Much of the growth in renewables can be attributed to rapidly falling costs. For example, the cost of solar photovoltaic energy fell by 85 per cent between 2010 and 2020. Solar and wind are now routinely cheaper than fossil fuels such as coal.15 This has occurred despite the ongoing government subsidies of fossil fuels, which may become indefensible as battery technology improves and undermines the argument that fossil fuel-based generating capacity is necessary for when there is no wind or sunshine. A number of promising developments in materials science offer hope of increased efficiency for photovoltaics.16
There has been considerable disagreement about the role that can be played by hydrogen.17 In theory, hydrogen produced by renewable energy (“green hydrogen”) is entirely renewable, as the only waste product from burning hydrogen is water. In practice, the high demand for renewable electricity means that there tends to be little left over for hydrogen production. As a result, hydrogen may have a relatively limited role to play as a renewable energy fuel. This will largely be as “blue hydrogen”, generated as a by-product of fossil fuel combustion. Though it will not be a zero-carbon fuel until carbon capture can be achieved at commercial scales, blue hydrogen could nonetheless help mitigate “hard-to-abate” emissions such as those from shipping. Related “Power to X” technologies, such as synthetic fuels made using renewable electricity, are promising, but currently face efficiency challenges.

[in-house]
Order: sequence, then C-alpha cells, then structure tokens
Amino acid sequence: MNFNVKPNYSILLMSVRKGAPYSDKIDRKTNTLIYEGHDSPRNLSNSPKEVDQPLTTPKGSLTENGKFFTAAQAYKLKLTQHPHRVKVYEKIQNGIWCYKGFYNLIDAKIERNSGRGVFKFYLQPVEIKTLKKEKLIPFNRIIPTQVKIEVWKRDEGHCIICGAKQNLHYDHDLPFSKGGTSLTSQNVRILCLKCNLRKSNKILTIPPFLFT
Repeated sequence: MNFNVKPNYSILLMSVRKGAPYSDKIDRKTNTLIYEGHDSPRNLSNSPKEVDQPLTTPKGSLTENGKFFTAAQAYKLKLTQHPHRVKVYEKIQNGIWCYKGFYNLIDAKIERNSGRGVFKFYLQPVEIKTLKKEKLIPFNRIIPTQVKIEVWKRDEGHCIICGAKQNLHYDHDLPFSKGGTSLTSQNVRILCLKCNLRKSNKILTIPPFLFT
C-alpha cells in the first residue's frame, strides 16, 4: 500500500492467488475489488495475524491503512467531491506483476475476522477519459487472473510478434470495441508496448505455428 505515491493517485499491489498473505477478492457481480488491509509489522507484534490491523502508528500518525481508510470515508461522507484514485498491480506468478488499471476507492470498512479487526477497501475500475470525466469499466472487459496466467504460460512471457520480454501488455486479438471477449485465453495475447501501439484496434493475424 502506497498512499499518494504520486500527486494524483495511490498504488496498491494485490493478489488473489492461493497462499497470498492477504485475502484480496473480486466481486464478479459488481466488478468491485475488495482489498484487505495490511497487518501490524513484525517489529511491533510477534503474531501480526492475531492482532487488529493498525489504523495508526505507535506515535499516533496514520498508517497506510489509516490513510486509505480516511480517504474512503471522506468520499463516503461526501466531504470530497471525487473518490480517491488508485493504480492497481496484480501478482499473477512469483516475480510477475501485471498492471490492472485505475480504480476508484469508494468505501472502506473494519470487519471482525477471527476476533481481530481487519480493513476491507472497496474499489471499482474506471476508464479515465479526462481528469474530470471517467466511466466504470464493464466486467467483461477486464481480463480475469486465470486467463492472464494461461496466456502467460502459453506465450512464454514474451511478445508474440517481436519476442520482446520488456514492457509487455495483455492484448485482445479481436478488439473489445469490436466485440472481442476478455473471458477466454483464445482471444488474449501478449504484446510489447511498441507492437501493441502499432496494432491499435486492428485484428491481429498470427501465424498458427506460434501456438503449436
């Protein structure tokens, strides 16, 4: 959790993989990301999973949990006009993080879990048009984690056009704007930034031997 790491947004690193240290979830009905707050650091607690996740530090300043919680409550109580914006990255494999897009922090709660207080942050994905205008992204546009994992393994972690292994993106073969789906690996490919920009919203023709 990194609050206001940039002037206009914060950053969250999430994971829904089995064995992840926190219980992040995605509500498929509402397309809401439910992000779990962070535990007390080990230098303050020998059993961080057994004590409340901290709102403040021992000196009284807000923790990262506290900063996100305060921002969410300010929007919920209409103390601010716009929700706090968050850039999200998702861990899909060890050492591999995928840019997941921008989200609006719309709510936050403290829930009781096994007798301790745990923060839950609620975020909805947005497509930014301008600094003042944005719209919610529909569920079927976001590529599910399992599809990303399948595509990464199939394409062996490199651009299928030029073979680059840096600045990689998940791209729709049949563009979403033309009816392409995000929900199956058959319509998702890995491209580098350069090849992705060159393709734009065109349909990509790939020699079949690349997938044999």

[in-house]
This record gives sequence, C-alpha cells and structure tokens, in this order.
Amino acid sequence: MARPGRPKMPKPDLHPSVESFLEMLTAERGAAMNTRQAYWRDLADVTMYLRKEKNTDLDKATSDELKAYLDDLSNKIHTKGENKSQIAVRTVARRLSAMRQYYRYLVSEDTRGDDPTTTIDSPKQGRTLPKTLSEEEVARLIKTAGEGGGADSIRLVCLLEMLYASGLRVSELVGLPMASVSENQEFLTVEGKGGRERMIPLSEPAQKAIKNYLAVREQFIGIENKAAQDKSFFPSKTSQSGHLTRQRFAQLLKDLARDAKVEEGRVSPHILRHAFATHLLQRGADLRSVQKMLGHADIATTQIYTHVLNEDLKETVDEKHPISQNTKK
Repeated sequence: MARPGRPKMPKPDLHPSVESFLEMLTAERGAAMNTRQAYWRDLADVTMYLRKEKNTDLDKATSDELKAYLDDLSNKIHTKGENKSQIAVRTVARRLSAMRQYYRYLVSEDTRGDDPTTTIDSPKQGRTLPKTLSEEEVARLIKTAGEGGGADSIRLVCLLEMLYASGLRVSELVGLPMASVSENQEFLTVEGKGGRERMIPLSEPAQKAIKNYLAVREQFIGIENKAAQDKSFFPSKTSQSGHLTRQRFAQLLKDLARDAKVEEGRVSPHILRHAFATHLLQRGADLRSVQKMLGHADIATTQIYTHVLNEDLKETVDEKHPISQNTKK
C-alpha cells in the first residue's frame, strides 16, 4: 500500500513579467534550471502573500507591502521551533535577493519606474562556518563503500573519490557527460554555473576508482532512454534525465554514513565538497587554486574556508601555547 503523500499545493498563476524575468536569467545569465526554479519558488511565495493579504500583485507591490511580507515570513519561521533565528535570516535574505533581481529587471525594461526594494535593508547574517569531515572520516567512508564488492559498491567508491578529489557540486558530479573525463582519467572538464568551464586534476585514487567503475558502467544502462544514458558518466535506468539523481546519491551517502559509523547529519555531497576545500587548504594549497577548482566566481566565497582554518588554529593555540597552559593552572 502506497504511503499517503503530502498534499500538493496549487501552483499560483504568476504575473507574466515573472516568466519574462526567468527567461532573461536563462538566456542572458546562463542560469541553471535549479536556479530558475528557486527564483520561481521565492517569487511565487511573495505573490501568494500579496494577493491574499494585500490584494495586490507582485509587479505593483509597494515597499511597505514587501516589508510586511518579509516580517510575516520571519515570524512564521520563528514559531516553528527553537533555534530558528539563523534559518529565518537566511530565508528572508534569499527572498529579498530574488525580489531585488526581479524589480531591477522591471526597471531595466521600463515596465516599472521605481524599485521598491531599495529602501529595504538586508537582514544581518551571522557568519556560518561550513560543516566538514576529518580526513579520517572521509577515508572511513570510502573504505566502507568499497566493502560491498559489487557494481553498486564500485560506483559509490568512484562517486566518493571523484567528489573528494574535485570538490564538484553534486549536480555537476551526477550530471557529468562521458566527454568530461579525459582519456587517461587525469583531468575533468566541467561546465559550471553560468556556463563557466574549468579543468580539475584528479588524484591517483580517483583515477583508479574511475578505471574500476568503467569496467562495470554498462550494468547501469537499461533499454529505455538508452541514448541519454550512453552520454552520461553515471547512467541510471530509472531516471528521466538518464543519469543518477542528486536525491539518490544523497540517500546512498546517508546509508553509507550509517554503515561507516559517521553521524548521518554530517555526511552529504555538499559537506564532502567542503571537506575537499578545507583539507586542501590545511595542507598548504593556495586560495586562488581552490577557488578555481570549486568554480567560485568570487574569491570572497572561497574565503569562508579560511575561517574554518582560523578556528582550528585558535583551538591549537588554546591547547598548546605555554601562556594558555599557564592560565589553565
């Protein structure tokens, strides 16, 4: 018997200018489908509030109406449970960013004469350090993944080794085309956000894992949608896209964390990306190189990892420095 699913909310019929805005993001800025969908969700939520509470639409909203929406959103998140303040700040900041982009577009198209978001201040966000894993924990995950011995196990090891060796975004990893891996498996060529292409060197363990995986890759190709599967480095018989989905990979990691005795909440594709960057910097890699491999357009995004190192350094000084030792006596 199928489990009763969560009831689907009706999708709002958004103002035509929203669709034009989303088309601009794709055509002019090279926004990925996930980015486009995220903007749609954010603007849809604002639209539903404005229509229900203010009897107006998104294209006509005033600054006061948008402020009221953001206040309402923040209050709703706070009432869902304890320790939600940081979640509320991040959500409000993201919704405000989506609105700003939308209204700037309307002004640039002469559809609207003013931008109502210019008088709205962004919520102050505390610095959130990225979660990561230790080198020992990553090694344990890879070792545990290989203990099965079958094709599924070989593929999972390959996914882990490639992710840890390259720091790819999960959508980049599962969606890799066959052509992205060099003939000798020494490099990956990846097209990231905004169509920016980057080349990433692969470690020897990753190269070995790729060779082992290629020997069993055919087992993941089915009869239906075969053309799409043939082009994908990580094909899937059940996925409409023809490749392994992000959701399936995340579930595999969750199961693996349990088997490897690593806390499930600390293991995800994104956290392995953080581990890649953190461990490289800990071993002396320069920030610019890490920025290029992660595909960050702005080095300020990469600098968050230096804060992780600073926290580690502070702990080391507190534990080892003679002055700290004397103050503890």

In the longer term, nuclear fission and fusion may also have a role to play. Recent developments suggest the goal of artificial fusion with a net output of energy is closer than ever. Nevertheless, commercial-scale fusion plants are still likely to be decades away.18 Small-scale nuclear fission reactors are also under development, although their chances of commercial success remain similarly difficult to predict.19